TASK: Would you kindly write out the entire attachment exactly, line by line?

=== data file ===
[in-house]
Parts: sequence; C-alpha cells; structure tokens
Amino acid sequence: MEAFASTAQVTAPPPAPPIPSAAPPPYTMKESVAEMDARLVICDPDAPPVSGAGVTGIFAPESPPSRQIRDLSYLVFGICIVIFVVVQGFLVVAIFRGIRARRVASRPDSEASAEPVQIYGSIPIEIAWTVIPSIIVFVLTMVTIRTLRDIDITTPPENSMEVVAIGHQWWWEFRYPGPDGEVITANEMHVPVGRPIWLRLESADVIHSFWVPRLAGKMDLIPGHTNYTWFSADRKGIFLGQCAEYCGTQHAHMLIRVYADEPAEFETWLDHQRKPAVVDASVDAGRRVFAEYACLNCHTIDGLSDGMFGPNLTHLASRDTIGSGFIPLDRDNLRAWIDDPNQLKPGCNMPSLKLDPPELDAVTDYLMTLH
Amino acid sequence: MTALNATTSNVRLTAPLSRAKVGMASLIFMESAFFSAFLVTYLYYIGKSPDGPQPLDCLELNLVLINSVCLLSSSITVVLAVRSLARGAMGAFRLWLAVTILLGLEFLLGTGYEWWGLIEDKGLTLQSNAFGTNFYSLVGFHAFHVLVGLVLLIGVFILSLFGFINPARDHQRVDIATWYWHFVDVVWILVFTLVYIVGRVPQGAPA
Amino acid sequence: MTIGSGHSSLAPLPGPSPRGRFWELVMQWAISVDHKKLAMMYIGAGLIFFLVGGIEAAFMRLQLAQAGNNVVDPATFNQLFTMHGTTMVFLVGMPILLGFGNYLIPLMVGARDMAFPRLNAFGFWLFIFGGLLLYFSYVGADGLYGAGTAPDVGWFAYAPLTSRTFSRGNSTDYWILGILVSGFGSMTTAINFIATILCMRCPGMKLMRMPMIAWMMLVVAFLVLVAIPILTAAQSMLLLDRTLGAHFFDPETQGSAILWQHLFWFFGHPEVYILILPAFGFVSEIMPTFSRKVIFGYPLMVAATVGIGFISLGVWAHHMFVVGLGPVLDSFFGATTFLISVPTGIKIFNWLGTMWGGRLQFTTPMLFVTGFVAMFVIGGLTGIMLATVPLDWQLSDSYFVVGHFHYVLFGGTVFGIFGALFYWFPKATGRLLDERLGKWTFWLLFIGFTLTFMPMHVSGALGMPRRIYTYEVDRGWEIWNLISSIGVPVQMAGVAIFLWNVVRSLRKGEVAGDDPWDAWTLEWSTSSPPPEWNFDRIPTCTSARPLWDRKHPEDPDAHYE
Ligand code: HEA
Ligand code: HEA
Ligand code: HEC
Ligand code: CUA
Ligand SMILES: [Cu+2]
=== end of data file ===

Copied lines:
[in-house]
Parts: sequence; C-alpha cells; structure tokens
Amino acid sequence: MEAFASTAQVTAPPPAPPIPSAAPPPYTMKESVAEMDARLVICDPDAPPVSGAGVTGIFAPESPPSRQIRDLSYLVFGICIVIFVVVQGFLVVAIFRGIRARRVASRPDSEASAEPVQIYGSIPIEIAWTVIPSIIVFVLTMVTIRTLRDIDITTPPENSMEVVAIGHQWWWEFRYPGPDGEVITANEMHVPVGRPIWLRLESADVIHSFWVPRLAGKMDLIPGHTNYTWFSADRKGIFLGQCAEYCGTQHAHMLIRVYADEPAEFETWLDHQRKPAVVDASVDAGRRVFAEYACLNCHTIDGLSDGMFGPNLTHLASRDTIGSGFIPLDRDNLRAWIDDPNQLKPGCNMPSLKLDPPELDAVTDYLMTLH
Amino acid sequence: MTALNATTSNVRLTAPLSRAKVGMASLIFMESAFFSAFLVTYLYYIGKSPDGPQPLDCLELNLVLINSVCLLSSSITVVLAVRSLARGAMGAFRLWLAVTILLGLEFLLGTGYEWWGLIEDKGLTLQSNAFGTNFYSLVGFHAFHVLVGLVLLIGVFILSLFGFINPARDHQRVDIATWYWHFVDVVWILVFTLVYIVGRVPQGAPA
Amino acid sequence: MTIGSGHSSLAPLPGPSPRGRFWELVMQWAISVDHKKLAMMYIGAGLIFFLVGGIEAAFMRLQLAQAGNNVVDPATFNQLFTMHGTTMVFLVGMPILLGFGNYLIPLMVGARDMAFPRLNAFGFWLFIFGGLLLYFSYVGADGLYGAGTAPDVGWFAYAPLTSRTFSRGNSTDYWILGILVSGFGSMTTAINFIATILCMRCPGMKLMRMPMIAWMMLVVAFLVLVAIPILTAAQSMLLLDRTLGAHFFDPETQGSAILWQHLFWFFGHPEVYILILPAFGFVSEIMPTFSRKVIFGYPLMVAATVGIGFISLGVWAHHMFVVGLGPVLDSFFGATTFLISVPTGIKIFNWLGTMWGGRLQFTTPMLFVTGFVAMFVIGGLTGIMLATVPLDWQLSDSYFVVGHFHYVLFGGTVFGIFGALFYWFPKATGRLLDERLGKWTFWLLFIGFTLTFMPMHVSGALGMPRRIYTYEVDRGWEIWNLISSIGVPVQMAGVAIFLWNVVRSLRKGEVAGDDPWDAWTLEWSTSSPPPEWNFDRIPTCTSARPLWDRKHPEDPDAHYE
Ligand code: HEA
Ligand code: HEA
Ligand code: HEC
Ligand code: CUA
Ligand SMILES: [Cu+2]